Mark Grusane: A Life Worth Digging
From running the Mr Peabody Records store with Mike Cole out of hometown Chicago, to DJing around the globe, vinyl collector MARK GRUSANE is recognised for his deep digging credentials as well as a wake of releases that are both elusive and readily available. Having previously impressed with two collections for London’s BBE label – ‘The Real Sound of Chicago’ and ‘The Real Sound of Chicago and Beyond’ – Grusane returns this month with his most personal set to date: a terrific collection called ‘The Real Sound of Mark Grusane’. Included on it are a slew of his edits, some dating back to the days when teenage school breaks spent making tracks in abandoned classrooms weren’t such distant memories. Alongside these are a number of private pressings he has collected whilst excavating dusty warehouses. Below he talks to Jumping The Gap’s PARIS POMPOR about the latest release and some of the stories behind the tracks on it, as well as sharing his views on reissues and a whole lot more. Read the full interview below and/or listen to excerpts from it in a special JTG mix-up of tunes from the new compilation and beyond.
PP: You have a reputation for being a serious digger and collector. What’s the most you’ve paid for a piece of vinyl?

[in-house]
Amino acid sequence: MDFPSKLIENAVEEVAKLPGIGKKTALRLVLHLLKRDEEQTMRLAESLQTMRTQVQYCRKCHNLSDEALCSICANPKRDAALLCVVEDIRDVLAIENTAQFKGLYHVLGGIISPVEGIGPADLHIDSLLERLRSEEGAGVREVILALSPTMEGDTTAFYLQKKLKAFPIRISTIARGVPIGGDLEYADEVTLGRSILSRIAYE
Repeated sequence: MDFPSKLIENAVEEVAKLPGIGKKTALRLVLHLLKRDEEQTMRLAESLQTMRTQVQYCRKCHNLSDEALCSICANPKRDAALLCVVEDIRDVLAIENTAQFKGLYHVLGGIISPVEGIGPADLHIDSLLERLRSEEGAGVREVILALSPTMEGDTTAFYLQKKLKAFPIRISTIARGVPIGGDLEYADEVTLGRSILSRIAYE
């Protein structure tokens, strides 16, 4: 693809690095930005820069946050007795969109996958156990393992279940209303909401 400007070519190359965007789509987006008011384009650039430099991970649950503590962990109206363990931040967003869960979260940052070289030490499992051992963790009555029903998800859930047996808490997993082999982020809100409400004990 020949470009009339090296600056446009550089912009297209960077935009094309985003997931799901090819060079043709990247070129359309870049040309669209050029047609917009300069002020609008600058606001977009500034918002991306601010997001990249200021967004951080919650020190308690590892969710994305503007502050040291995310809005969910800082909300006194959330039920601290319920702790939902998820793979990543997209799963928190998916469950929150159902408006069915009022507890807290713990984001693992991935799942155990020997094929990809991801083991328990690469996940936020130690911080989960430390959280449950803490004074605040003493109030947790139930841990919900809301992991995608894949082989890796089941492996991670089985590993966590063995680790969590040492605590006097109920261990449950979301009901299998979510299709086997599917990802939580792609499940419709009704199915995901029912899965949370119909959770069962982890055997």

MG: The most I’ve paid for a record was $550 [for a 45]. To me that was expensive. You’re talking to a guy who’s used to getting records fairly cheap. If I do spend some money – presuming I do my homework… I know my chances are pretty much slim (or none) that I’ll see it again. I’ve always said if something’s worth it to you, then it’s worth what you spent. It’s subjective to the person buying it.
PP: For many collectors who are also DJs, the value is in whether they can play the record out for a dancefloor. For others, collecting is about how rare the release is or how much they connect with the music themselves, and whether they can play it out or just at home for personal enjoyment, has no bearing.
MG: Yeah… I mean, I don’t think everything that sounds good has to be rare, obviously. My rare records – I do have a nice amount – but I won’t bring them out as much to play them… I’m not a vinyl purist like that because if I played everything out, I’d ruin the records over time. I do play quite a bit out… but I pick and choose.
PP: I especially love your edit of the Choker Campbell track ‘Carioca’ that you’ve included on this new BBE comp, and I was happy to see there was a 7” of the original on Discogs in mint condition, for under $10.
MG: On the album [‘Street Scene’, Candy Apple 1977] it’s two separated tracks, part one and part two, and I kind of put them together and mixed it up… It was a warehouse find, maybe early 2000s.